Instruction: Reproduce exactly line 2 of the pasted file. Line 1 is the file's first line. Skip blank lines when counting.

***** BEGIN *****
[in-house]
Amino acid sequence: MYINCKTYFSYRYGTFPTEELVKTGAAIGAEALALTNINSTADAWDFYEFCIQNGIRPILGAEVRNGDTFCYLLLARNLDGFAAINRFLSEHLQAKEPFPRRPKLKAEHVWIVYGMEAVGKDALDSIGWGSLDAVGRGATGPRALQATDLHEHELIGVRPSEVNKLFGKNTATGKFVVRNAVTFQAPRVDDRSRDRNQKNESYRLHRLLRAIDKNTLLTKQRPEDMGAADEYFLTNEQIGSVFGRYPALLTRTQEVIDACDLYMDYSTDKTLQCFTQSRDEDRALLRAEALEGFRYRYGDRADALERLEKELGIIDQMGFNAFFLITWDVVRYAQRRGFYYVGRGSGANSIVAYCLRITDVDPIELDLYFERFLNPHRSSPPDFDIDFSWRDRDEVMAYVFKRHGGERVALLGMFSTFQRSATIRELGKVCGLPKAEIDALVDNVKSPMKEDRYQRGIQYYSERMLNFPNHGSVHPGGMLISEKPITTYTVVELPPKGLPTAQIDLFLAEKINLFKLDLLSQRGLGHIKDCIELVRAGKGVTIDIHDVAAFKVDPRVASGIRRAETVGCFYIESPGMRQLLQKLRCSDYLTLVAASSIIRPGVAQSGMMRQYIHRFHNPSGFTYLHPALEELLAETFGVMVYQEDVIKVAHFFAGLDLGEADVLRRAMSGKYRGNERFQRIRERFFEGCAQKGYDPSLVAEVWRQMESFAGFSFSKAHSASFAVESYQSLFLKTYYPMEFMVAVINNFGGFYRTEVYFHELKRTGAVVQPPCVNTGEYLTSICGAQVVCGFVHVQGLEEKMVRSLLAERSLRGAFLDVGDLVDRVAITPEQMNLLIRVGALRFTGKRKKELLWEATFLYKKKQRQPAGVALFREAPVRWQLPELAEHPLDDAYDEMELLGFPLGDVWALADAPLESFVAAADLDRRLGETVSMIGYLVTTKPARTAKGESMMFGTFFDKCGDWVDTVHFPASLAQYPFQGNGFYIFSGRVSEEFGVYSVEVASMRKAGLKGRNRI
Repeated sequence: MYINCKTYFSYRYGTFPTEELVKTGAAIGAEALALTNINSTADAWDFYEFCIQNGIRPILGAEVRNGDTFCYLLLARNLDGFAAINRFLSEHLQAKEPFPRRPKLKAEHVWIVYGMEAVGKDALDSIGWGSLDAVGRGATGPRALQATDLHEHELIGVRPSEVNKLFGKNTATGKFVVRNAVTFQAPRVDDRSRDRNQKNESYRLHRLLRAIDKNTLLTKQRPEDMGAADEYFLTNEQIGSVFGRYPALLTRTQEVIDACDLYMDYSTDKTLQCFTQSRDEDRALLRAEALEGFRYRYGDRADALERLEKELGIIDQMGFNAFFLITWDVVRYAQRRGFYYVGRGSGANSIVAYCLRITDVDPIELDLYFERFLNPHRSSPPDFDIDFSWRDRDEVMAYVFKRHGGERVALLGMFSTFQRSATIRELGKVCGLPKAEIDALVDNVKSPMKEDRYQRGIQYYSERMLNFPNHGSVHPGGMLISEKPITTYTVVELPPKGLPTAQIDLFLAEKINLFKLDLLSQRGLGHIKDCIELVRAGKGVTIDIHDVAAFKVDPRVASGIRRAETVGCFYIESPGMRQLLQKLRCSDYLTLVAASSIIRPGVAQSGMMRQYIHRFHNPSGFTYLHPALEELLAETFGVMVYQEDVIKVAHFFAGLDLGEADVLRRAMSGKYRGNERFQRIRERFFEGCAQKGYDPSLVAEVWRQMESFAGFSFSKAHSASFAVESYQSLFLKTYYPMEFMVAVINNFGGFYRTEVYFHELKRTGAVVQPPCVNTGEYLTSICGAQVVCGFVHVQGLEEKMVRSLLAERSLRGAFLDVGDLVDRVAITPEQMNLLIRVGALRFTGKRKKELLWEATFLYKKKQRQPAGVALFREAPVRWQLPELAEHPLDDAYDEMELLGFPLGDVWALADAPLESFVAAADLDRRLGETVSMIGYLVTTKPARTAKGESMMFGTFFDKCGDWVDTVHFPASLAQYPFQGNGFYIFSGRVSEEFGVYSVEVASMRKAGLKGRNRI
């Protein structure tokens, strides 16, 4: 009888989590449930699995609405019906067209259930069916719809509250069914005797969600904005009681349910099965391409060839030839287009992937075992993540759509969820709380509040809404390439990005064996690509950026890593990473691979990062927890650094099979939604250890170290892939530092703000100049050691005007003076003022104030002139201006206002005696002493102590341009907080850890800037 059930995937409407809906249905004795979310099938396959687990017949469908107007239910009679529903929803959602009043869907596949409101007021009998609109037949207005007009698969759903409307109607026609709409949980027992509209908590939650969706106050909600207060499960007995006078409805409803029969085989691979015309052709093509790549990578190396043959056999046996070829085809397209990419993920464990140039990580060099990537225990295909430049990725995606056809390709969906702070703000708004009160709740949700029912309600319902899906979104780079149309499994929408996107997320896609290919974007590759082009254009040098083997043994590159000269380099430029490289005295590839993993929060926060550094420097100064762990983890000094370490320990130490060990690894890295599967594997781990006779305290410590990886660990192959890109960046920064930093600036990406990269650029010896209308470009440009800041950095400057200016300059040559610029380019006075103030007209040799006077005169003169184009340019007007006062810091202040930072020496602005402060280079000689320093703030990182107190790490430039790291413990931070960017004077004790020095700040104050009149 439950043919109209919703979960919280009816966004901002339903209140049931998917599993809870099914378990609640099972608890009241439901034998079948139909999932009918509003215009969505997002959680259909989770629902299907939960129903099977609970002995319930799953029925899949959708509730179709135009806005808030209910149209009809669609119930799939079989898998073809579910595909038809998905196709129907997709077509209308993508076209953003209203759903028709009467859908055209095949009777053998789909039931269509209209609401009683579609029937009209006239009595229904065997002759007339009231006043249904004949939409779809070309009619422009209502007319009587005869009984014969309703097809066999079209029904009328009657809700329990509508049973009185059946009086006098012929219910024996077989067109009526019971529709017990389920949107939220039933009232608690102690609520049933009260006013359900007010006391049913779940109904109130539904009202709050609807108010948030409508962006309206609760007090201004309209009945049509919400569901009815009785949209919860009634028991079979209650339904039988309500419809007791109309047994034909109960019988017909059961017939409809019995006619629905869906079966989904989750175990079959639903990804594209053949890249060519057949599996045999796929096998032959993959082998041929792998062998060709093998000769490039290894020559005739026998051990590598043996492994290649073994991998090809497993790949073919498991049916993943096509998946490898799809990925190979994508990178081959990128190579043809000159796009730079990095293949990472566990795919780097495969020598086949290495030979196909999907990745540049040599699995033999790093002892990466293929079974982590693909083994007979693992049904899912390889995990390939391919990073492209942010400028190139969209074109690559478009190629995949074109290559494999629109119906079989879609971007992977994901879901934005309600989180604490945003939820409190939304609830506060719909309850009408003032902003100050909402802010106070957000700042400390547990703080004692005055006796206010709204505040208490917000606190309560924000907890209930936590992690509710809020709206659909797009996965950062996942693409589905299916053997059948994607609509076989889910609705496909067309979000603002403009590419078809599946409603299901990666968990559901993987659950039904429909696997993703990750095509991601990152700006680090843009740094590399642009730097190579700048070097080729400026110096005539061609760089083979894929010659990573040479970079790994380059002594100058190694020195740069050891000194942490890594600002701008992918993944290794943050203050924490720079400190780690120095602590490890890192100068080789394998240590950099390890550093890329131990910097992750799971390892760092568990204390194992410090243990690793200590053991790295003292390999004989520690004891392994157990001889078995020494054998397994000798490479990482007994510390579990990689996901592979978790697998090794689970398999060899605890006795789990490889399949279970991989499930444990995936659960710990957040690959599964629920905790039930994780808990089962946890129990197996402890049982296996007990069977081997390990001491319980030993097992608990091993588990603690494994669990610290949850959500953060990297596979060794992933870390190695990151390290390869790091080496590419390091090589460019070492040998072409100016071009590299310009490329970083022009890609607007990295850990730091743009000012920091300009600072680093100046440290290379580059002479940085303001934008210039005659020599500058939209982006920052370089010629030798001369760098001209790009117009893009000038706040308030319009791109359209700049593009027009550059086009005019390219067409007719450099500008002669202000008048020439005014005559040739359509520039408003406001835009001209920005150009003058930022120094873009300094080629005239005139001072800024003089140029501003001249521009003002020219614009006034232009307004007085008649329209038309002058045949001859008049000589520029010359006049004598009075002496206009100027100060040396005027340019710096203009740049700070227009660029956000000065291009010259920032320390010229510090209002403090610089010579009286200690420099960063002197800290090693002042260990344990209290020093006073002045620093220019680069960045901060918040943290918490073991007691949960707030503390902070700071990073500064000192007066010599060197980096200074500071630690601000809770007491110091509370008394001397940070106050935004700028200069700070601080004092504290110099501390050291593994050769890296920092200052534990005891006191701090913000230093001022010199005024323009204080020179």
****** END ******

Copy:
Amino acid sequence: MYINCKTYFSYRYGTFPTEELVKTGAAIGAEALALTNINSTADAWDFYEFCIQNGIRPILGAEVRNGDTFCYLLLARNLDGFAAINRFLSEHLQAKEPFPRRPKLKAEHVWIVYGMEAVGKDALDSIGWGSLDAVGRGATGPRALQATDLHEHELIGVRPSEVNKLFGKNTATGKFVVRNAVTFQAPRVDDRSRDRNQKNESYRLHRLLRAIDKNTLLTKQRPEDMGAADEYFLTNEQIGSVFGRYPALLTRTQEVIDACDLYMDYSTDKTLQCFTQSRDEDRALLRAEALEGFRYRYGDRADALERLEKELGIIDQMGFNAFFLITWDVVRYAQRRGFYYVGRGSGANSIVAYCLRITDVDPIELDLYFERFLNPHRSSPPDFDIDFSWRDRDEVMAYVFKRHGGERVALLGMFSTFQRSATIRELGKVCGLPKAEIDALVDNVKSPMKEDRYQRGIQYYSERMLNFPNHGSVHPGGMLISEKPITTYTVVELPPKGLPTAQIDLFLAEKINLFKLDLLSQRGLGHIKDCIELVRAGKGVTIDIHDVAAFKVDPRVASGIRRAETVGCFYIESPGMRQLLQKLRCSDYLTLVAASSIIRPGVAQSGMMRQYIHRFHNPSGFTYLHPALEELLAETFGVMVYQEDVIKVAHFFAGLDLGEADVLRRAMSGKYRGNERFQRIRERFFEGCAQKGYDPSLVAEVWRQMESFAGFSFSKAHSASFAVESYQSLFLKTYYPMEFMVAVINNFGGFYRTEVYFHELKRTGAVVQPPCVNTGEYLTSICGAQVVCGFVHVQGLEEKMVRSLLAERSLRGAFLDVGDLVDRVAITPEQMNLLIRVGALRFTGKRKKELLWEATFLYKKKQRQPAGVALFREAPVRWQLPELAEHPLDDAYDEMELLGFPLGDVWALADAPLESFVAAADLDRRLGETVSMIGYLVTTKPARTAKGESMMFGTFFDKCGDWVDTVHFPASLAQYPFQGNGFYIFSGRVSEEFGVYSVEVASMRKAGLKGRNRI